Contemporary American innovation, with a Korean interpretation

Prayer is an important part of Korean churches, and this one has 20 prayer rooms.

By Tom Greenwood

Inspiration for innovation can come from unexpected places. For a South Korean congregation, the spark for innovation was fueled by leading American churches’ missional architecture.

Shinkwang Church is a Presbyterian congregation of 8,000 worshipers each week, located in Iksan City. When the church had outgrown its property, a delegation from the congregation visited the U.S. to tour facilities of leading congregations. The goal was to discover how facilities could augment ministry and mission.

In late 2008, the congregation opened its new campus, designed by The Beck Group. The functions of worship, children and youth ministries are familiar, but the design solutions were anything but typical. The 500,000-square-foot facility features a 2,500-seat sanctuary, 300-seat chapel, multipurpose gym and wellness center, children and youth centers, cafeteria, bookstore, three indoor playgrounds, offices, an underground parking garage for 500 and an international-sized soccer field on top of the garage.

Going vertical

A congregation contemplating such an ambitious development would normally look for a large tract of land, perhaps in a newly developing suburb. Shinkwang had only seven acres, still one of the largest church parcels in Korea, in an already densely developed city. And while a typical suburban church might build 50,000 square feet on seven acres, the Shinkwang design provides 10 times that amount. Going vertical with a four-story structure, utilizing underground parking, and locating near mass transit stops was essential to reducing the footprint of the church.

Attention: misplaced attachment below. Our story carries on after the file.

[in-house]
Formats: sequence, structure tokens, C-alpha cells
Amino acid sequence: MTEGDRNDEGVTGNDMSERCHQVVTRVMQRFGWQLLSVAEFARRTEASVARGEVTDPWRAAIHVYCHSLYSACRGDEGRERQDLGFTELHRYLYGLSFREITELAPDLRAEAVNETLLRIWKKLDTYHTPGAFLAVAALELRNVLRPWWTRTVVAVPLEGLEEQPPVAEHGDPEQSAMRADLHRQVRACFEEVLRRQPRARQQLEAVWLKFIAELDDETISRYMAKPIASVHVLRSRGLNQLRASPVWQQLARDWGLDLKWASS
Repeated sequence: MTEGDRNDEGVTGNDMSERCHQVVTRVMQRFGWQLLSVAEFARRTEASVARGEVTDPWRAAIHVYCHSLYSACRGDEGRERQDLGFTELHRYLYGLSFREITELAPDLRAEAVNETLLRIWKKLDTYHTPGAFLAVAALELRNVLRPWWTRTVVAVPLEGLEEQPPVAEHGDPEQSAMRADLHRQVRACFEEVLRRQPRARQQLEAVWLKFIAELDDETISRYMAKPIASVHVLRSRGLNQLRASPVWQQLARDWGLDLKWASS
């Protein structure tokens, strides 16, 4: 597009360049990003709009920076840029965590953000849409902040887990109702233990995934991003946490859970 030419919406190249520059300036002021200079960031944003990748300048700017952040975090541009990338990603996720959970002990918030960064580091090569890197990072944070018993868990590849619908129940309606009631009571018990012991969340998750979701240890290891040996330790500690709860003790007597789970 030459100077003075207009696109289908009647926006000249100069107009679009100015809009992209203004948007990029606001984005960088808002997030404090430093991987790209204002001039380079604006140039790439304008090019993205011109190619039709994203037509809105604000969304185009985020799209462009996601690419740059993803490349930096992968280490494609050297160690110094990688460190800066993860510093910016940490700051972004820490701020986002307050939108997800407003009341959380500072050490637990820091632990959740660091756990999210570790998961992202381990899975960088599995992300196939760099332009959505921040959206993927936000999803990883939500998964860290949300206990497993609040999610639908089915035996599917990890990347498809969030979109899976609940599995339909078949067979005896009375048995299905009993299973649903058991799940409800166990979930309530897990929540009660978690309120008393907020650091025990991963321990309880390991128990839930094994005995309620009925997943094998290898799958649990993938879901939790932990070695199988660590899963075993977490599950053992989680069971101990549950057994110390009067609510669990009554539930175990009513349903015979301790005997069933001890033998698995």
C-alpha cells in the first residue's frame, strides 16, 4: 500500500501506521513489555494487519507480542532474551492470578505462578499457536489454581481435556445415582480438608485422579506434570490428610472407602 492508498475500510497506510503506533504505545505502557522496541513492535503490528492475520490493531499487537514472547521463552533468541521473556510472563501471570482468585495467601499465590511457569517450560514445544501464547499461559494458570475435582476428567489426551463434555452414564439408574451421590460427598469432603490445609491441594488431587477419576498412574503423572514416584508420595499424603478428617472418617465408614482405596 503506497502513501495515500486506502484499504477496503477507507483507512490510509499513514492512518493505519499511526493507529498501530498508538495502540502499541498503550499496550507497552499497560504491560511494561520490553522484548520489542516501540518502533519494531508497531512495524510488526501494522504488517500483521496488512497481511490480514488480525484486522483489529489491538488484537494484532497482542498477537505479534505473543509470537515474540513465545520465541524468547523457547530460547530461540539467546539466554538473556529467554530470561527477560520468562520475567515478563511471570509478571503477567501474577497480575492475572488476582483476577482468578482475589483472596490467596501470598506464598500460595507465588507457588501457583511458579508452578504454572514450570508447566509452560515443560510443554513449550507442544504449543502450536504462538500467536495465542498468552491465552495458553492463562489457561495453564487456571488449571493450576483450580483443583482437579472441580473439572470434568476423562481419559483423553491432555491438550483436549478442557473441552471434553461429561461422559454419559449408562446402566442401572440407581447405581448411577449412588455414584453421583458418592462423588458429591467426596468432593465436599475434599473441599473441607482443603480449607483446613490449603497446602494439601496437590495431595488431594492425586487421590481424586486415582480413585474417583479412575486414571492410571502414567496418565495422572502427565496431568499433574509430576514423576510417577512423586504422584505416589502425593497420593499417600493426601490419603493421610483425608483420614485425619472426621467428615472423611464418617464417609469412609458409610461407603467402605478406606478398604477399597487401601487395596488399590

Clarity of circulation and movement is designed to allow the campus to function vertically instead of just horizontally. Lobbies and corridors are roomy, but so are stairways. Thousands of people flow upward through massive sunlit-stairways, from underground parking and public transportation at the street level, to upper floors with ministry spaces.
Communicating relevance and authenticity to its culture was also important to Shinkwang Church. The four-story structure exhibits a powerful contemporary style with exposed concrete structure and use of composite metal panels. Yet the building is not cold to the touch.

Wood is a sacred natural element to Koreans, and it was incorporated in many forms through the building interior. Floors, furnishings, as well as special wall and ceiling treatments utilized wood. Cherry wood and granite native to the country were used to provide detail through the space, as was modern Asian styles of lighting and furnishings.

Many prayer closets

To support the daily prayer ministry of the church, so vital to many Korean Christians, 20 prayer rooms, totaling more than 20,000 square feet, were provided a prominent location. Rooms range in size from individual prayer “closets” to 200 person rooms for community prayer.

Significant investment was also made to make advanced technology a part of the everyday church life. HD video, sophisticated audio and LED theatrical lighting systems complement flexible functionality for worship and other ministries or public events.

Whether it’s innovative design to reduce carbon footprint, thinking vertical in facility function or connecting to its culture, Shinkwang Church offers a great example of innovative, transformational design. Even more importantly, churches everywhere can learn from the risk-taking attitude of the Shinwang congregation, which would not let traditional cultural ideas of ministry and church buildings limit their missional purpose.

Their risk is already being rewarded by a hugely positive response from the community, and other churches in Korea are taking notice.

“We have had so many visitors from other churches,” says Shinkwang’s senior pastor, Rev. Duck Soon Chang. “They have commented that our church has opened up a new chapter in Korean church facilities.”

Tom Greenwood, AIA, is director of Church Services at The Beck Group, a Dallas-based architecture and construction firm that serves churches throughout the world. []


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